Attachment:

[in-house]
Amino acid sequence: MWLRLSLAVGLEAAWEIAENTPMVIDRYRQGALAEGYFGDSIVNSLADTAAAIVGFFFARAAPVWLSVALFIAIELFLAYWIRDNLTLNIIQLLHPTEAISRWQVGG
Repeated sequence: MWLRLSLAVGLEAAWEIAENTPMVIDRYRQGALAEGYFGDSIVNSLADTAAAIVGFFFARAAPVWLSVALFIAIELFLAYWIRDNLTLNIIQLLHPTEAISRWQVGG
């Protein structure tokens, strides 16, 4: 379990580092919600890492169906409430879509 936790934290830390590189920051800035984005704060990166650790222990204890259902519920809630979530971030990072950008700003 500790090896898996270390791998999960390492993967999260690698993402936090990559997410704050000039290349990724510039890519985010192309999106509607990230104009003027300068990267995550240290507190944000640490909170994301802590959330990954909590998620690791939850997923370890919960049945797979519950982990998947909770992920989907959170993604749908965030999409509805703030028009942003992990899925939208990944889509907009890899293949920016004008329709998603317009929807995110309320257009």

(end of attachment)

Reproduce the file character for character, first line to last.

[in-house]
Amino acid sequence: MWLRLSLAVGLEAAWEIAENTPMVIDRYRQGALAEGYFGDSIVNSLADTAAAIVGFFFARAAPVWLSVALFIAIELFLAYWIRDNLTLNIIQLLHPTEAISRWQVGG
Repeated sequence: MWLRLSLAVGLEAAWEIAENTPMVIDRYRQGALAEGYFGDSIVNSLADTAAAIVGFFFARAAPVWLSVALFIAIELFLAYWIRDNLTLNIIQLLHPTEAISRWQVGG
């Protein structure tokens, strides 16, 4: 379990580092919600890492169906409430879509 936790934290830390590189920051800035984005704060990166650790222990204890259902519920809630979530971030990072950008700003 500790090896898996270390791998999960390492993967999260690698993402936090990559997410704050000039290349990724510039890519985010192309999106509607990230104009003027300068990267995550240290507190944000640490909170994301802590959330990954909590998620690791939850997923370890919960049945797979519950982990998947909770992920989907959170993604749908965030999409509805703030028009942003992990899925939208990944889509907009890899293949920016004008329709998603317009929807995110309320257009």